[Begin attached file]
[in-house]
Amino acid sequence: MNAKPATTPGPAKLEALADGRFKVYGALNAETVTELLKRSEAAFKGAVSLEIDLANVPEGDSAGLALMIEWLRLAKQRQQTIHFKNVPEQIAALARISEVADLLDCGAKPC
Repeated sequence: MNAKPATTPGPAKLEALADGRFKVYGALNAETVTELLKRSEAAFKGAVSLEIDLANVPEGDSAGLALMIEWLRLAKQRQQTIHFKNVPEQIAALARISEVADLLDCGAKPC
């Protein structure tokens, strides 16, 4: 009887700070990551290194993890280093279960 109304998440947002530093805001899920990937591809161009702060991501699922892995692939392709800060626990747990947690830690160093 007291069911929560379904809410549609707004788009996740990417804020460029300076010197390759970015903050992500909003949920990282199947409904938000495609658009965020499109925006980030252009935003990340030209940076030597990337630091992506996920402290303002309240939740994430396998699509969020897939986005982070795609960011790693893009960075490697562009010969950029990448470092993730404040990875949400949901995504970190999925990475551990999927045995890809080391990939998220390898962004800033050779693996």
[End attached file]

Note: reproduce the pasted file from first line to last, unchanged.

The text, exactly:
[in-house]
Amino acid sequence: MNAKPATTPGPAKLEALADGRFKVYGALNAETVTELLKRSEAAFKGAVSLEIDLANVPEGDSAGLALMIEWLRLAKQRQQTIHFKNVPEQIAALARISEVADLLDCGAKPC
Repeated sequence: MNAKPATTPGPAKLEALADGRFKVYGALNAETVTELLKRSEAAFKGAVSLEIDLANVPEGDSAGLALMIEWLRLAKQRQQTIHFKNVPEQIAALARISEVADLLDCGAKPC
């Protein structure tokens, strides 16, 4: 009887700070990551290194993890280093279960 109304998440947002530093805001899920990937591809161009702060991501699922892995692939392709800060626990747990947690830690160093 007291069911929560379904809410549609707004788009996740990417804020460029300076010197390759970015903050992500909003949920990282199947409904938000495609658009965020499109925006980030252009935003990340030209940076030597990337630091992506996920402290303002309240939740994430396998699509969020897939986005982070795609960011790693893009960075490697562009010969950029990448470092993730404040990875949400949901995504970190999925990475551990999927045995890809080391990939998220390898962004800033050779693996």